So, I felt as if I were caught between two sort of arguing groups, one of which was convinced it had nothing to do with religion and one of which was convinced it had to do with all of the religion, and I disagreed with both of them profoundly.

So tonight, I’m going to offer you the evidence to help you make up your own mind and perhaps, you’ll find yourself like me, somewhere in the middle. And, by the way, having things thrown at you from both sides.

I’m a fairly conservative person. I have spent eighteen years at Yale and didn’t lose my conservative principles. I blame it on my mother’s Scotch-Irish stubbornness. This is where you get that from. But at the same time, writing my book was the first time I’ve ever been called a liberal, a progressive, by some people from the conservative side. On the other hand, I’ve had a lot of people on the progressive or liberal side who’ve spent a lot of time throwing things, sticks and stones at me, for even daring to raise the fact that something about religion might be involved with the groups that we’re talking about.

So let me start and what I’m going to do I hope for you is provide you with some evidence, some facts, and some interpretive frameworks for looking at these facts and making up your own mind about what is going on in the Muslim world.

The first thing that strikes me is that knowing the enemy is still something we’re all struggling with. Understanding what motivates these guys, why they are carrying out these attacks and by the way, what kind of group rationale or what are their actual aims, what are there ultimate goals? How are they going about doing it?

I had conversations with people from the very start and they would say things like, ‘well, they don’t really have a plan. They just… They have an objective. They want to, you know, create the perfect Islamic State, a state they call the Caliphate, but they don’t really have a strategy for doing it. They’re just kind of carrying out random attacks and killing people and hoping somehow a state will develop out of this.’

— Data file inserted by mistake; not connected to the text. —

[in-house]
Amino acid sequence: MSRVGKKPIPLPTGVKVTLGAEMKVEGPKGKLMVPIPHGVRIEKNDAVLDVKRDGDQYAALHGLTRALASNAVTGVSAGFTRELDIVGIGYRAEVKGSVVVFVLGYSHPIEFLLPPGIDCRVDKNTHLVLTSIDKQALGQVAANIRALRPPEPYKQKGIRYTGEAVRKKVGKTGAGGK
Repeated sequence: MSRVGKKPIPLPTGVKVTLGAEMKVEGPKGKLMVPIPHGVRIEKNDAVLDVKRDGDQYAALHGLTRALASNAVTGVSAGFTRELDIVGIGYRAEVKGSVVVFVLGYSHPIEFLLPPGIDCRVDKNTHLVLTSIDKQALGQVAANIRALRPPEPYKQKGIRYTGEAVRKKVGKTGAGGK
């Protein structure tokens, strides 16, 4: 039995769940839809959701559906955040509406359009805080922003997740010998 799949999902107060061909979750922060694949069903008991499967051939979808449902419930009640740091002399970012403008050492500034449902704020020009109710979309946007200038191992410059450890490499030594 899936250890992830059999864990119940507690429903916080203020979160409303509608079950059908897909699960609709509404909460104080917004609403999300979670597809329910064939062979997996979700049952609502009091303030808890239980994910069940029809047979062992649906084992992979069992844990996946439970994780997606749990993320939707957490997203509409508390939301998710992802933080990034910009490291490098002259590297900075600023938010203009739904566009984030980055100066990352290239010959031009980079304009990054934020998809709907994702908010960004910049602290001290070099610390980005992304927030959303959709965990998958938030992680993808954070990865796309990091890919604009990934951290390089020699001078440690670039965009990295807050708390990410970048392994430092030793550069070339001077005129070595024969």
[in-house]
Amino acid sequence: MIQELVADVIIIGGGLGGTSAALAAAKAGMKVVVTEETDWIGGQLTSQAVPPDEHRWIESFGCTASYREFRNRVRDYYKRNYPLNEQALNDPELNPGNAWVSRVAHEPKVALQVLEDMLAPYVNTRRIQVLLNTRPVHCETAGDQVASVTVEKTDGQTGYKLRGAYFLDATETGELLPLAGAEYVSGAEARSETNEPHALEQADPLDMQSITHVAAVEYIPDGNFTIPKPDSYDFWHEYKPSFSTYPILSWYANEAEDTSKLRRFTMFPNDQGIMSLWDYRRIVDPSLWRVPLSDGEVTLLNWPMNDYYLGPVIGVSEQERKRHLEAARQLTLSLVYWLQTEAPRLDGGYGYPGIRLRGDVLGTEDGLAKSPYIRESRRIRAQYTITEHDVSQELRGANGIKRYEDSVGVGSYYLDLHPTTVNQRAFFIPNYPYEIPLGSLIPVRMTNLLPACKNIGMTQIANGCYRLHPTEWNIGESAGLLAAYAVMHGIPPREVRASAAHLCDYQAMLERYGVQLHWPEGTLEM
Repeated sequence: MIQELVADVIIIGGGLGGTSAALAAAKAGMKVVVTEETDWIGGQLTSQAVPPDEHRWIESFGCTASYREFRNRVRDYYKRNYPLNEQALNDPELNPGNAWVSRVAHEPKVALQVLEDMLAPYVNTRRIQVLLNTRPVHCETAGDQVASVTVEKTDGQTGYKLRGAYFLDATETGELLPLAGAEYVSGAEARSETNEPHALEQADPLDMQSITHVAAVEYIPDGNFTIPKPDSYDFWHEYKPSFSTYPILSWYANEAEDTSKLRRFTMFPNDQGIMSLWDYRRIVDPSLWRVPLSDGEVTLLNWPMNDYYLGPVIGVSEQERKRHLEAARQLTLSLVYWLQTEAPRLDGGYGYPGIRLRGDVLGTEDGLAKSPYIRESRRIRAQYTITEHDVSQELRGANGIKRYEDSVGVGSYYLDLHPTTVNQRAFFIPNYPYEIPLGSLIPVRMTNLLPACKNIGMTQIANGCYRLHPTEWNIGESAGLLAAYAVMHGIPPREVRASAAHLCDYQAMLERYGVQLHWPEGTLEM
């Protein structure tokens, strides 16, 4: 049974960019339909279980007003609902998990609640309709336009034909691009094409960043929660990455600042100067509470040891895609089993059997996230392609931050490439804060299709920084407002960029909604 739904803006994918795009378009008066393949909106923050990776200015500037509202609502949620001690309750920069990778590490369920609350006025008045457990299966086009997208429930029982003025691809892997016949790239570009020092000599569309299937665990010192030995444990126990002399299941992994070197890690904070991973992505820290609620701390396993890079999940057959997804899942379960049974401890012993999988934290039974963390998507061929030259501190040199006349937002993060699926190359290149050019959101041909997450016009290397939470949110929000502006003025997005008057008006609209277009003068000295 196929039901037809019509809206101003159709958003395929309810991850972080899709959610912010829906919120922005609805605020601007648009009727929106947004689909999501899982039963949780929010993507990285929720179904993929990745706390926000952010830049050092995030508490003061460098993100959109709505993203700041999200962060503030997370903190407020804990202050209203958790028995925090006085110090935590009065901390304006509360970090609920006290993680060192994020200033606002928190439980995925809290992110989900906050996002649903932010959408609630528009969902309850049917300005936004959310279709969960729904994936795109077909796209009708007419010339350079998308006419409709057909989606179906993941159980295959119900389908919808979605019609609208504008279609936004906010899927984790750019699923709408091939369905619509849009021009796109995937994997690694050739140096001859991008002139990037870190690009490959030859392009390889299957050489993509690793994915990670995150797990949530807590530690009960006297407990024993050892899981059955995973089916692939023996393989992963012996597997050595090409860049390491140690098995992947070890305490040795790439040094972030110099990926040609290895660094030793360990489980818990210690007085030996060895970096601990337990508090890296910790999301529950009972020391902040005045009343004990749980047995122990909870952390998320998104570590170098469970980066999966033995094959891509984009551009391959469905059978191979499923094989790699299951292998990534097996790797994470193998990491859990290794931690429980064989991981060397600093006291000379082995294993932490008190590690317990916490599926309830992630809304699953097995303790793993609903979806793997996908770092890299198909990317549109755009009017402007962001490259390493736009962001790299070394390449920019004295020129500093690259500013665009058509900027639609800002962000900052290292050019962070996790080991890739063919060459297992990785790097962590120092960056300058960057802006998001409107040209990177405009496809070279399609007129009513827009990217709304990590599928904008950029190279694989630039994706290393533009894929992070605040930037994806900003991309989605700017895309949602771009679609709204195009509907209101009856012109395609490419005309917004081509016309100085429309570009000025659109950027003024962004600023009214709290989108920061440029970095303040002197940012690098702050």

And I also realized that we’re having trouble defining what this enemy has to do with Islam. Some people are convinced it’s all of Islam that’s the problem we’re dealing with. Some people are convinced it has nothing to do with Islam.

By the way, you’ve got a lot of groups out there that call themselves Al Qaeda and a lot of groups that say they’re associated with ISIS, that say that they’re somehow linked together. Are all these groups the same thing? Are all jihadist groups exactly the same? Do we have to take them all equally seriously? Are Islamist groups a problem as well? Should we take them just as seriously as we do the jihadist groups, the guys who are carrying out violence to achieve an end? Well, these other guys, some of these Islamist groups, have the same objective. They’re just using different means. Shouldn’t we take them just as seriously?

And, by the way, if I asked you guys to describe the extremists, wouldn’t the first word you would use to describe them be terrorists, right? I think a lot of us have grown accustomed to calling them terrorists. I’m going to make an argument that they’re not terrorists at all, that they are in fact insurgents, which is a far bigger problem than simple terrorism.

So all these questions that I raise here in these three separate parts have really important policy implications. If we decide that it’s all of Islam that’s the problem, you’ve got 1.8 billion people that might be the enemy, right? On the other hand, if it has nothing to do with Islam, then we might completely misread who the enemy is likely to be recruiting and how they’re likely to go about doing it, right?